Case Report
Copyright ©The Author(s) 2022. Published by Baishideng Publishing Group Inc. All rights reserved.
World J Clin Cases. Jan 21, 2022; 10(3): 1131-1139
Published online Jan 21, 2022. doi: 10.12998/wjcc.v10.i3.1131
Mycoplasma hominis meningitis after operative neurosurgery: A case report and review of literature
Nian-Long Yang, Xiao Cai, Qing Que, Hua Zhao, Kai-Long Zhang, Sheng Lv
Nian-Long Yang, Qing Que, Hua Zhao, Kai-Long Zhang, Sheng Lv, Department of Critical Care Medicine, Central Hospital of Panzhihua, Panzhihua 617000, Sichuan Province, China
Xiao Cai, School of Health and Wellness, Panzhihua University, Panzhihua 617000, Sichuan Province, China
Author contributions: Cai X and Yang NL conceived the central idea, analyzed clinical data and wrote the initial draft; all authors participated in the clinical diagnosis and revised the manuscript.
Informed consent statement: Informed written consent was obtained from the patient for publication of this report and any accompanying images.
Conflict-of-interest statement: The authors declare that they have no conflicts of interest.
CARE Checklist (2016) statement: The authors have read the CARE Checklist (2016), and the manuscript was prepared and revised according to the CARE Checklist (2016).
Open-Access: This article is an open-access article that was selected by an in-house editor and fully peer-reviewed by external reviewers. It is distributed in accordance with the Creative Commons Attribution NonCommercial (CC BY-NC 4.0) license, which permits others to distribute, remix, adapt, build upon this work non-commercially, and license their derivative works on different terms, provided the original work is properly cited and the use is non-commercial. See:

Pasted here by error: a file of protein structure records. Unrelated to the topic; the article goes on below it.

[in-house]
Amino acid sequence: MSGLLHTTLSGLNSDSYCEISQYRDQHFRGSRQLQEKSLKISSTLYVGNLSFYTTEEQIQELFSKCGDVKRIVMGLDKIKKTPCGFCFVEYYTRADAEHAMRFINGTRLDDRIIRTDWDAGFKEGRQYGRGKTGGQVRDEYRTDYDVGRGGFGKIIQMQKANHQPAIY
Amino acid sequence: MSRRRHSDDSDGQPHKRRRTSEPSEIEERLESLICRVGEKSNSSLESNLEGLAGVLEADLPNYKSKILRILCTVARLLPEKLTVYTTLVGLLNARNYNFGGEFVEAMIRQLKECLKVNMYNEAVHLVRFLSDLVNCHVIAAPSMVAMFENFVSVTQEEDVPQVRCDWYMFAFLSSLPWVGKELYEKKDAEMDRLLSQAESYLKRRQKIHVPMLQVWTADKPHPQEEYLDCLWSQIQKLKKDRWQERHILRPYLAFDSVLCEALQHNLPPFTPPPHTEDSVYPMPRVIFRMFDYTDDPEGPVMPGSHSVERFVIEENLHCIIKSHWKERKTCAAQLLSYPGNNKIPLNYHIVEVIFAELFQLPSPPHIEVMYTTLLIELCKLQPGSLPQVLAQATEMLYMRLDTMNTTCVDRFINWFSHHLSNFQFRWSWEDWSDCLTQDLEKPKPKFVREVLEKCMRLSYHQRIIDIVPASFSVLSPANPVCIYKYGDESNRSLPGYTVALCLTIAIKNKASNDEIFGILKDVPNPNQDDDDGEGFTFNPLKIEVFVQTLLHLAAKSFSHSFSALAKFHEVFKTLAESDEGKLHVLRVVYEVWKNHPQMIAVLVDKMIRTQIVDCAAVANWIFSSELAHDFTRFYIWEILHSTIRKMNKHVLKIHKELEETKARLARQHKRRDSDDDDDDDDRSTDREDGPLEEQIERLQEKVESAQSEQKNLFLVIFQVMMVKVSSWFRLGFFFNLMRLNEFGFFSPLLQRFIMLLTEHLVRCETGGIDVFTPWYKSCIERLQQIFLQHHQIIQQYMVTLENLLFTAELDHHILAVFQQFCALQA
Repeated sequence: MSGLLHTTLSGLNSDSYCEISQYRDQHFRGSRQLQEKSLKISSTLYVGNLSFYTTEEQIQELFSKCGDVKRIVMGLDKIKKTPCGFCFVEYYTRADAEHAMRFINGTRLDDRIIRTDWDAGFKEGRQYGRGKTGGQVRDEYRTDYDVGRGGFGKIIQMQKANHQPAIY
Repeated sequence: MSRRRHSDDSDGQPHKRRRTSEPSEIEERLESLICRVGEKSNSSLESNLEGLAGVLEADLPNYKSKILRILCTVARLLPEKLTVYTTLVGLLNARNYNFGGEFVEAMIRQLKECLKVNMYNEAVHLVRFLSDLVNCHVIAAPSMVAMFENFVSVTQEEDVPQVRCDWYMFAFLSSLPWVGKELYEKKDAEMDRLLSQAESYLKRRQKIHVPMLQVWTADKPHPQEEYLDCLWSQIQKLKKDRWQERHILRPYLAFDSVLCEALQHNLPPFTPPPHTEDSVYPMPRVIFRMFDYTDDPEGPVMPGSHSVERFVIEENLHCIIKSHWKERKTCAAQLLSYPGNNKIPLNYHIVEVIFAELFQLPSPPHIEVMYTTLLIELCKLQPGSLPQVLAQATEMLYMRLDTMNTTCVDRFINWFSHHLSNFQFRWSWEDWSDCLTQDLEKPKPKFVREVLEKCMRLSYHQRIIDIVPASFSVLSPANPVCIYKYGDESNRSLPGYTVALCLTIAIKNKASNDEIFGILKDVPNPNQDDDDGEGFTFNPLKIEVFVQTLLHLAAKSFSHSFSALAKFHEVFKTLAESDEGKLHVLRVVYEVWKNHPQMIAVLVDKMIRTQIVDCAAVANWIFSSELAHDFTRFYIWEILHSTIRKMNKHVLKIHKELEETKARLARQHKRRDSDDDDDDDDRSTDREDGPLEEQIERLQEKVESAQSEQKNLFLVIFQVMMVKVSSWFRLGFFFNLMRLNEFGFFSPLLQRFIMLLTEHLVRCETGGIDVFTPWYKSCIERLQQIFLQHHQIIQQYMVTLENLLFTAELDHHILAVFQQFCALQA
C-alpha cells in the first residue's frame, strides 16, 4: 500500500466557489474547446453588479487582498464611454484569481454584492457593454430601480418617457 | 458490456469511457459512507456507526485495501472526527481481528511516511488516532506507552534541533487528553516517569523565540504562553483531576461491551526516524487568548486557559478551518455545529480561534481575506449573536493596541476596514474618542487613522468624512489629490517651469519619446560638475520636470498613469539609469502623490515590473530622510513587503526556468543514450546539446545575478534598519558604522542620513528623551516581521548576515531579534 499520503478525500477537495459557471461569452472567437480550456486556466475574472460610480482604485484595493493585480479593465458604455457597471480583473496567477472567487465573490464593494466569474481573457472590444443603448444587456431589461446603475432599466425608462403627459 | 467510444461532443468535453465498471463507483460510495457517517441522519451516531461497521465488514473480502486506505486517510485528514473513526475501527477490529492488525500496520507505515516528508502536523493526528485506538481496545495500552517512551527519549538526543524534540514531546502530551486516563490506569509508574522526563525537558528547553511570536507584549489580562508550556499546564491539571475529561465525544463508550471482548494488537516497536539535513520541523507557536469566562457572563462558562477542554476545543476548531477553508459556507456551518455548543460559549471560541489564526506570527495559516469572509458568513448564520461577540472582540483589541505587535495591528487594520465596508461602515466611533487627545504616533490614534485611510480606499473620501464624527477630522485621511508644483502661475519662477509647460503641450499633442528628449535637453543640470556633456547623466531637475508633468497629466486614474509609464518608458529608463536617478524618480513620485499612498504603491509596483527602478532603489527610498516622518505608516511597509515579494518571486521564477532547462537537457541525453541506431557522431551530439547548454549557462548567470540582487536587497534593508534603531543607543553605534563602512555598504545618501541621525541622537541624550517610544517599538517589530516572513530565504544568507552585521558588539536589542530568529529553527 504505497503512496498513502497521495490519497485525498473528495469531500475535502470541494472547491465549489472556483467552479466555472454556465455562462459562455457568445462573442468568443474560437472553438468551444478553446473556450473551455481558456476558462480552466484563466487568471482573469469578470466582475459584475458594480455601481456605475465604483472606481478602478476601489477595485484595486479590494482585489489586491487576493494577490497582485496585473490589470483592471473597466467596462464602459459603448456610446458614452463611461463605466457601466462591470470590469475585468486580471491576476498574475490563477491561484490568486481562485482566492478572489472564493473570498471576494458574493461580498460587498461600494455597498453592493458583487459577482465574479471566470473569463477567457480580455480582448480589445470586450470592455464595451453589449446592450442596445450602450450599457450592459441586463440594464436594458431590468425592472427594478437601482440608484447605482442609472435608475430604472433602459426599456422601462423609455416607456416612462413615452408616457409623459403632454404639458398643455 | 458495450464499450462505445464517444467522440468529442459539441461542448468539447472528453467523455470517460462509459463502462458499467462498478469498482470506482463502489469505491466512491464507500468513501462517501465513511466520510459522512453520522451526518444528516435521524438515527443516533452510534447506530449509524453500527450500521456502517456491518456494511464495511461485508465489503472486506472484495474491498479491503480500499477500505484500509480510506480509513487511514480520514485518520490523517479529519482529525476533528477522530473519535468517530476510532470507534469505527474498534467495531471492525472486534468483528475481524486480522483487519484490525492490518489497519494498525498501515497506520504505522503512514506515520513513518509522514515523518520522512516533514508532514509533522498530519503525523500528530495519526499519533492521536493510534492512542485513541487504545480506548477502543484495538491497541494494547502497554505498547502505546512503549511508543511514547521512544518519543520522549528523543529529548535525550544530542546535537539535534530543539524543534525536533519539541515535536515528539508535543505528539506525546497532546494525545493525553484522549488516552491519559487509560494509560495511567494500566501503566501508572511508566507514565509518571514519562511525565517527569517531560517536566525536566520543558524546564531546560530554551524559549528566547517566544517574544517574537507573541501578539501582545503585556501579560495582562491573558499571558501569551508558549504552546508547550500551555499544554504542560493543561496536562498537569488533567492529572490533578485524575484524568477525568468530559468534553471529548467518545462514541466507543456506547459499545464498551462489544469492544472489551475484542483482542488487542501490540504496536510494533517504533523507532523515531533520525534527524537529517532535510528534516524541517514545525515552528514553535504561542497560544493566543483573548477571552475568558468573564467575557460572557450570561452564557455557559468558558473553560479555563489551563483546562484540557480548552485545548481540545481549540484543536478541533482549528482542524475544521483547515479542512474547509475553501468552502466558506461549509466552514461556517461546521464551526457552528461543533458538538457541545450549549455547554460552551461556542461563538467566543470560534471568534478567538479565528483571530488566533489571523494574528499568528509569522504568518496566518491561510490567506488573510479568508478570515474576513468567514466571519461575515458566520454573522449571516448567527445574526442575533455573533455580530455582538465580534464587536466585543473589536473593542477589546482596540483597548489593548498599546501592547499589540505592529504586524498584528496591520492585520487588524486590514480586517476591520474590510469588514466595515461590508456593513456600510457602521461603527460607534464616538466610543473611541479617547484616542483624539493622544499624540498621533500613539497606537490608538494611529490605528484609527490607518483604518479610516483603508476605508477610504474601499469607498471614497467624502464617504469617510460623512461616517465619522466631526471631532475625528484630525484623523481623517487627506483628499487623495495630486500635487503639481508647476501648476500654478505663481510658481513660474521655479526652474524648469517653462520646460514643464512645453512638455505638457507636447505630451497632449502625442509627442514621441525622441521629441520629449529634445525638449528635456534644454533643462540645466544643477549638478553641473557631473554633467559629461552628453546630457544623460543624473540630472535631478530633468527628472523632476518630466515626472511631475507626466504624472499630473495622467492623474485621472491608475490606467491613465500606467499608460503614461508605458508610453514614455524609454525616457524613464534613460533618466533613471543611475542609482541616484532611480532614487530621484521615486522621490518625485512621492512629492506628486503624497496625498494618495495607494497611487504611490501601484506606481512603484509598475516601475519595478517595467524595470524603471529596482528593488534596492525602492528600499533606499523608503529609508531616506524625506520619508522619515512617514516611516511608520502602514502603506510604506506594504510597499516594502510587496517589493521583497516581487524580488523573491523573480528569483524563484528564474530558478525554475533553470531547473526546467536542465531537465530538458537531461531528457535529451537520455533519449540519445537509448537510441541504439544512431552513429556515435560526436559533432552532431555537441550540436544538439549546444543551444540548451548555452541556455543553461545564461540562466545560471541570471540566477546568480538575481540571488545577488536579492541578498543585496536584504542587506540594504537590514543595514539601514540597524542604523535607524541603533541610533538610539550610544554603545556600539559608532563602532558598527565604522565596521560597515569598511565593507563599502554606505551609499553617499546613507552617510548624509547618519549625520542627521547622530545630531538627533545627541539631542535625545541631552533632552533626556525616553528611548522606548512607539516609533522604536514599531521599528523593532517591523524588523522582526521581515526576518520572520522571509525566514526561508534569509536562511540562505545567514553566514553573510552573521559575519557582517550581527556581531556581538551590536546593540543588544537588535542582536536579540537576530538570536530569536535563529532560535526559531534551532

Corresponding author: Xiao Cai, RN, Assistant Lecturer, Nurse, School of Health and wellness, Panzhihua University, No. 10 Jichang Road, East District, Panzhihua 617000, Sichuan Province, China.
Received: July 25, 2021
Peer-review started: July 25, 2021
First decision: October 22, 2021
Revised: November 4, 2021
Accepted: December 23, 2021
Article in press: December 23, 2021
Published online: January 21, 2022

Mycoplasma hominis (M. hominis), which causes central nervous system infections in adults, is very rare. It is also relatively difficult to culture mycoplasma and culturing requires special media, resulting in a high rate of clinical underdiagnosis. Therefore, clinicians often treat patients based on their own experience before obtaining pathogenic results and may ignore infections with atypical pathogens, thus delaying the diagnosis and treatment of patients and increasing the length of hospital stay and costs.


A 44-year-old man presented to the hospital complaining of recurrent dizziness for 1 year, which had worsened in the last week. After admission, brain magnetic resonance imaging (MRI) revealed a 7.0 cm × 6.0 cm × 6.1 cm lesion at the skull base, which was irregular in shape and had a midline shift to the left. Based on imaging findings, meningioma was our primary consideration. After lesion resection, the patient had persistent fever and a diagnosis of suppurative meningitis based on cerebrospinal fluid (CSF) examination. The patient was treated with the highest level of antibiotics (meropenem and linezolid), but the response was ineffective. Finally, M. hominis was detected by next-generation metagenomic sequencing (mNGS) in the CSF. Therefore, we changed the antibiotics to moxifloxacin 0.4 g daily combined with doxycycline 0.1 g twice a day for 2 wk, and the patient had a normal temperature the next day.


Mycoplasma meningitis after neurosurgery is rare. We can use mNGS to detect M. hominis in the CSF and then provide targeted treatment.

Keywords: Neurosurgery, Central nervous system infections, Meningitis, Mycoplasma hominis, Next-generation sequencing, Case report

Core Tip: Mycoplasma meningitis after neurosurgery is relatively rare. Intracranial infections with atypical pathogens are difficult to identify. Because Mycoplasma hominis (M. hominis ) has no cell wall, it cannot be observed by Gram staining. Moreover, the difficulty of culturing M. hominis increases the challenge of clinical detection and often delays treatment. Next-generation metagenomic sequencing can be used to identify the pathogen in the early stage of the disease.